It will be obvious from observing the collapsed form of the instrument illustrated by the broken lines in Figure 1, that it will occupy very little space in the physicians instrument kit or handbag, while beingr always ready for instantaneous use through the simple expedient of swinging the laryngeal blade from its folded position to its extended position represented in full lines in Figure 1.
While the specific details have been herein shown and described, the invention is not conned thereto, as changes and alterations may be made without departing from the spirit thereof as deiined by the appended claims.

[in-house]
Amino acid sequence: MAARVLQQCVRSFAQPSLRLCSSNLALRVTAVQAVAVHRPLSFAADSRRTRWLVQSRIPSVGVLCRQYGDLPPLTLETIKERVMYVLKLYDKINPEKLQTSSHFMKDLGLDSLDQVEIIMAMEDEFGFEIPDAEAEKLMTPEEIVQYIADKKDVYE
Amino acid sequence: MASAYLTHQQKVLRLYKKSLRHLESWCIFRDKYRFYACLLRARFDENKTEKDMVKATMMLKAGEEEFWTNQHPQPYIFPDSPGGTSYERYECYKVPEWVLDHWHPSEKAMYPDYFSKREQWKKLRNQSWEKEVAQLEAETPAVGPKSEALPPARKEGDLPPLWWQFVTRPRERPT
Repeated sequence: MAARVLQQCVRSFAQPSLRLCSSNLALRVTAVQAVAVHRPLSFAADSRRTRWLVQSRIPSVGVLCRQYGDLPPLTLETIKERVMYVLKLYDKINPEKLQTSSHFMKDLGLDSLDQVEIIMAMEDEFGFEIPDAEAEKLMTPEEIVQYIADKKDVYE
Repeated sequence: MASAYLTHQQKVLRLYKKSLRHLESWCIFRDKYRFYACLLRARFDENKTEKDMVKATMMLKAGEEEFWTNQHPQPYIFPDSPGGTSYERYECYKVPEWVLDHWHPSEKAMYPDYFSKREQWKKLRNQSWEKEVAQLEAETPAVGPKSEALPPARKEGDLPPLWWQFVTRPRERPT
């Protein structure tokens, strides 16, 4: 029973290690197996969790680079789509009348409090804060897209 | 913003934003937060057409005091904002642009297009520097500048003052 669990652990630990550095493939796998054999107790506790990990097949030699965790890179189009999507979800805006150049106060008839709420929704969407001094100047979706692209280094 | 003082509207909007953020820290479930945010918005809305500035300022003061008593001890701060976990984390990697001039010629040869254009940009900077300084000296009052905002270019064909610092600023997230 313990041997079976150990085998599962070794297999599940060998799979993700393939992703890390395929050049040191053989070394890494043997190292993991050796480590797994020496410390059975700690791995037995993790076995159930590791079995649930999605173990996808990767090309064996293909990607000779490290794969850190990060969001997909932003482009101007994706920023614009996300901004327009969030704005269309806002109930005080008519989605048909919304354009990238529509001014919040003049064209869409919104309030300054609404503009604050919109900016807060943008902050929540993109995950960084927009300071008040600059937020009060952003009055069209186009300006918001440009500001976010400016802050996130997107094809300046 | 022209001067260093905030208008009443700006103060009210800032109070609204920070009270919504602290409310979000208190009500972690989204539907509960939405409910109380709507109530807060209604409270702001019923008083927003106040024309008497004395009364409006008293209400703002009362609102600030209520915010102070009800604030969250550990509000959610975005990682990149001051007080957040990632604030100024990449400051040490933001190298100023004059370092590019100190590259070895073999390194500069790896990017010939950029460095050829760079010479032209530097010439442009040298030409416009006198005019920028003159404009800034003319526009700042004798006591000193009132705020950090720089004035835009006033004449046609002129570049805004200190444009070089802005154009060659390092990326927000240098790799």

1. A laryngeal speculum, comprising a supporting handle having a flat transverse face at one end, a laryngeal blade having a head at one end provide-d with a corresponding flat face generally parallel to the longitudinal axis of the blade, means pivotally connecting the head of the laryngeal blade to the supporting handle with the pivotal axis of the connection arranged near one edge of the corresponding at surfaces aforesaid and transversely to the longitudinal axis of the blade, so that when the blade is swung to a laterally extended operative position relative to the supporting handle, the at surfaces will be in rm abutting engagement with each other, and yieldable d'etent means on the side of the head opposite to the pivotal connection aforesaid, and having yieldable interlocking engagement with the supporting handle, for releasably restraining the blade against movement when in the latter position, but permitting forcible swinging movement of the blade to a position alongside of and generally parallel to the supporting handle.